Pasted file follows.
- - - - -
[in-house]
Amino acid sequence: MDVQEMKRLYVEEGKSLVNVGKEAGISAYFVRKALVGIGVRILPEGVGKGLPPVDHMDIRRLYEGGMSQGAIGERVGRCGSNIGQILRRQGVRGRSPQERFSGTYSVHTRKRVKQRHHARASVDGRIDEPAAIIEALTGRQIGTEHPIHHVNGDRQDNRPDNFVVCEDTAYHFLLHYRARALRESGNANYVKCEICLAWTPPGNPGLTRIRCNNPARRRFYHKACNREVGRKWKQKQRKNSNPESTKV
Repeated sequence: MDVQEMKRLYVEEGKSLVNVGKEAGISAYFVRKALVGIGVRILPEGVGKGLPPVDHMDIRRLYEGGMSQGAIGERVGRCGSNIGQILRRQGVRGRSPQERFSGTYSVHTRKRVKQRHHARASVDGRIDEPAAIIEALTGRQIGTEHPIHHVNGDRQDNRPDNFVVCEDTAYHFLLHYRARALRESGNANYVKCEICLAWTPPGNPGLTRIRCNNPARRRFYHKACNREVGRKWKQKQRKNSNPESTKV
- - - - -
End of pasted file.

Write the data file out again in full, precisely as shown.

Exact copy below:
[in-house]
Amino acid sequence: MDVQEMKRLYVEEGKSLVNVGKEAGISAYFVRKALVGIGVRILPEGVGKGLPPVDHMDIRRLYEGGMSQGAIGERVGRCGSNIGQILRRQGVRGRSPQERFSGTYSVHTRKRVKQRHHARASVDGRIDEPAAIIEALTGRQIGTEHPIHHVNGDRQDNRPDNFVVCEDTAYHFLLHYRARALRESGNANYVKCEICLAWTPPGNPGLTRIRCNNPARRRFYHKACNREVGRKWKQKQRKNSNPESTKV
Repeated sequence: MDVQEMKRLYVEEGKSLVNVGKEAGISAYFVRKALVGIGVRILPEGVGKGLPPVDHMDIRRLYEGGMSQGAIGERVGRCGSNIGQILRRQGVRGRSPQERFSGTYSVHTRKRVKQRHHARASVDGRIDEPAAIIEALTGRQIGTEHPIHHVNGDRQDNRPDNFVVCEDTAYHFLLHYRARALRESGNANYVKCEICLAWTPPGNPGLTRIRCNNPARRRFYHKACNREVGRKWKQKQRKNSNPESTKV